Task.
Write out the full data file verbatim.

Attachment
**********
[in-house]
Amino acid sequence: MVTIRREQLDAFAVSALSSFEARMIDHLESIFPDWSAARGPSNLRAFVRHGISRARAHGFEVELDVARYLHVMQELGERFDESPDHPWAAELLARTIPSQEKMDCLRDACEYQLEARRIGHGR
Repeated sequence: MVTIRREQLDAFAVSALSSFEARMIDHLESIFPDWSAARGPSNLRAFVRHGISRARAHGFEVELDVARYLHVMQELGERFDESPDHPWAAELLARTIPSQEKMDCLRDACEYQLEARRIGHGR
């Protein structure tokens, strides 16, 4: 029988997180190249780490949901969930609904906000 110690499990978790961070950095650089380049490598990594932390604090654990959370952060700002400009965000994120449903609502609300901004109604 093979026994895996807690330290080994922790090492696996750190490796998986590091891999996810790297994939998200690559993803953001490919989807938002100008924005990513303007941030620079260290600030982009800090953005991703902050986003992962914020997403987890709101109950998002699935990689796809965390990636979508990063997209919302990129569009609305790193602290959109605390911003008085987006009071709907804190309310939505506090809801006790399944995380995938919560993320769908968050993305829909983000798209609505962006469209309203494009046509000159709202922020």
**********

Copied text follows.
[in-house]
Amino acid sequence: MVTIRREQLDAFAVSALSSFEARMIDHLESIFPDWSAARGPSNLRAFVRHGISRARAHGFEVELDVARYLHVMQELGERFDESPDHPWAAELLARTIPSQEKMDCLRDACEYQLEARRIGHGR
Repeated sequence: MVTIRREQLDAFAVSALSSFEARMIDHLESIFPDWSAARGPSNLRAFVRHGISRARAHGFEVELDVARYLHVMQELGERFDESPDHPWAAELLARTIPSQEKMDCLRDACEYQLEARRIGHGR
């Protein structure tokens, strides 16, 4: 029988997180190249780490949901969930609904906000 110690499990978790961070950095650089380049490598990594932390604090654990959370952060700002400009965000994120449903609502609300901004109604 093979026994895996807690330290080994922790090492696996750190490796998986590091891999996810790297994939998200690559993803953001490919989807938002100008924005990513303007941030620079260290600030982009800090953005991703902050986003992962914020997403987890709101109950998002699935990689796809965390990636979508990063997209919302990129569009609305790193602290959109605390911003008085987006009071709907804190309310939505506090809801006790399944995380995938919560993320769908968050993305829909983000798209609505962006469209309203494009046509000159709202922020």